Six key findings emerged as a result of this work. They will be used to guide King County’s ongoing efforts around access to developmental screening, referral, and connection to services for all families living in King County:

Key informants noted that developmental screening was common, but practices differed based on type of service and setting. Data from the survey confirmed these findings. Most survey respondents who identified as providers shared they use validated or evidence-based screening tools. The most common tools used were the Ages and Stages Questionnaire, Third Edition (ASQ-3) and ASQ: Social Emotional, Second Edition (ASQ:SE-2).

Parents/caregivers reported having more varied experiences around whether or not their child received formal developmental screening.


For more information on key findings, please refer to the full Landscape Analysis Report.

Providers and parents/caregivers emphasized a need for family-centered developmental screening, referral, and connection to services. They also highlighted a strong desire for culturally and linguistically relevant screening tools and services.

Only 46% of primary care providers who responded to the survey shared they offer screenings in Spanish. Only 19% reported offering screenings in a language other than English or Spanish.


For more information on key findings, please refer to the full Landscape Analysis Report.

Although many reported screening is relatively common, a lot of families did not recall having these conversations at all. In addition, there are gaps in referral and follow-up practices. Primary care providers reported referring a median of 50% of families when they identified concerns during screening.

Providers reported many barriers to referrals. Barriers included not knowing who to refer to, long waiting times for services, and uncertainty about eligibility requirements. Parents shared they would like shorter waiting periods and a more streamlined process. While 96% of parents felt their child had been connected to services, only 38% of providers knew the connection had been successfully made.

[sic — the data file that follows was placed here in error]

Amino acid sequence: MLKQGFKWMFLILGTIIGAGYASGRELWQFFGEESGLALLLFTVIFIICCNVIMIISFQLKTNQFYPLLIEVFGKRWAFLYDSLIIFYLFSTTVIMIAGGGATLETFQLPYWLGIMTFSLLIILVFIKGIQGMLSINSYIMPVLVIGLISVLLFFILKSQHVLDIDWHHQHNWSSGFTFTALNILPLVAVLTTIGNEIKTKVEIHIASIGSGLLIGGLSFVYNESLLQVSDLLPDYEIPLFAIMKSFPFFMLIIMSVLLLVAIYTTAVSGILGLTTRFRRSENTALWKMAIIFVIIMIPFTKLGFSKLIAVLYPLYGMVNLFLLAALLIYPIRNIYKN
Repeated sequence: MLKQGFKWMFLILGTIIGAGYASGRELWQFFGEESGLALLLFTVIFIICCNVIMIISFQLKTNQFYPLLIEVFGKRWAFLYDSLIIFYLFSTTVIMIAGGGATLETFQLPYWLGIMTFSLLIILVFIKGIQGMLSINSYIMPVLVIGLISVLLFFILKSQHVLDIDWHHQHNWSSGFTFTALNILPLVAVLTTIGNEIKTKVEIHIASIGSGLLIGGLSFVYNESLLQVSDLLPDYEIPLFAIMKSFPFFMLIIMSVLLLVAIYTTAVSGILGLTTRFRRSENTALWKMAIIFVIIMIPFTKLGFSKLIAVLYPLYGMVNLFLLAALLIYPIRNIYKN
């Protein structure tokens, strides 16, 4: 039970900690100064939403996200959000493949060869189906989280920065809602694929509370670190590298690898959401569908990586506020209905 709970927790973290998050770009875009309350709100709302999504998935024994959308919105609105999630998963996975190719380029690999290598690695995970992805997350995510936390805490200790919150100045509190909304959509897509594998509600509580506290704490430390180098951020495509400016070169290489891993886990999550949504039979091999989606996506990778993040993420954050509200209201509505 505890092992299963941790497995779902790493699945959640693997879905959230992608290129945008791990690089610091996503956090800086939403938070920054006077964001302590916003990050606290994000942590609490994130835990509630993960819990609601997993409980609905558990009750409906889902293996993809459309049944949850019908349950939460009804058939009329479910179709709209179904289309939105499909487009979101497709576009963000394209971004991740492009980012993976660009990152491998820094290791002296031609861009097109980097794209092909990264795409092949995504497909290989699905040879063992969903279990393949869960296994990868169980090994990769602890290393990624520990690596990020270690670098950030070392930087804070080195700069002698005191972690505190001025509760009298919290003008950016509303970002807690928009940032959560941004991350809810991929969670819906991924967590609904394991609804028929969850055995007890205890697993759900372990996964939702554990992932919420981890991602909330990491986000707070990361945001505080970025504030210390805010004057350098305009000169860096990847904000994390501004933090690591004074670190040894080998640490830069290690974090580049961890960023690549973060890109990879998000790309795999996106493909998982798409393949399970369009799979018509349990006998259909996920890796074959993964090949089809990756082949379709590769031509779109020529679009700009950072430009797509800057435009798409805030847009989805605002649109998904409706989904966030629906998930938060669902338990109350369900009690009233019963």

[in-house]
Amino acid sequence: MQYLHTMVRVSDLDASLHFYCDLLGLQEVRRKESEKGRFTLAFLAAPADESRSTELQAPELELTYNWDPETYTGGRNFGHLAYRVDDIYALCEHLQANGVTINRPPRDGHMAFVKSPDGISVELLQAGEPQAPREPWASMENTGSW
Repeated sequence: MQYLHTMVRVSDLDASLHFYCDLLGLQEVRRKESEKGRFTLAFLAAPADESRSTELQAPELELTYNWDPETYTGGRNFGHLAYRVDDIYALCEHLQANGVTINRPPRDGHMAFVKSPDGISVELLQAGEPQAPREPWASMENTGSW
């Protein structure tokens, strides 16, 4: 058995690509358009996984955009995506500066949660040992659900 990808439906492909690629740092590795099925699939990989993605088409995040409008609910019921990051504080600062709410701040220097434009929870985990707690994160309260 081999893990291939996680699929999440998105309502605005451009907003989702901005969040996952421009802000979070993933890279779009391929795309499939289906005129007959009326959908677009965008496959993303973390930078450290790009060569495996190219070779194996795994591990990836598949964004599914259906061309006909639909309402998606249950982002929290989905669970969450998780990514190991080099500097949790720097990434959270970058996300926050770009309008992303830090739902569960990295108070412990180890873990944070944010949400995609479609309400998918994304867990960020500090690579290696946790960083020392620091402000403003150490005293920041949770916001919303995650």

For more information on key findings, please refer to the full Landscape Analysis Report.

Improving coordination across sectors was a major interest for stakeholders. Key informants noted good coordination within sectors, but a lack of coordination across sectors. They suggested systems coordination improvements are needed to ensure continuous care. They are also needed to provide smoother transitions for children transitioning out of Early Support for Infants and Toddlers services (ESIT, also know as early intervention or birth-to-three services). Parents/caregivers and providers supported these needs.


For more information on key findings, please refer to the full Landscape Analysis Report.

Parents/caregivers shared they wanted centralized access to resources. This would make it easier for families to navigate the system of care. They also wanted providers to be more aware of all of the resources and services available so they could connect families to those supports.


For more information on key findings, please refer to the full Landscape Analysis Report.

Stakeholders highlighted a widespread need for spaces that are inclusive. Parents/caregivers overwhelmingly spoke about the need to reduce stigma around screening, assessment, early intervention, and disability. They also emphasized the importance of creating more inclusive spaces and services. This will ensure families and children with special care need are embraced by the larger community.


For more information on key findings, please refer to the full Landscape Analysis Report.

Starting in March 2020, households across our region and across the country will have the opportunity to participate in the 2020 Census. Your participation matters. Learn how you can promote a fair and accurate census at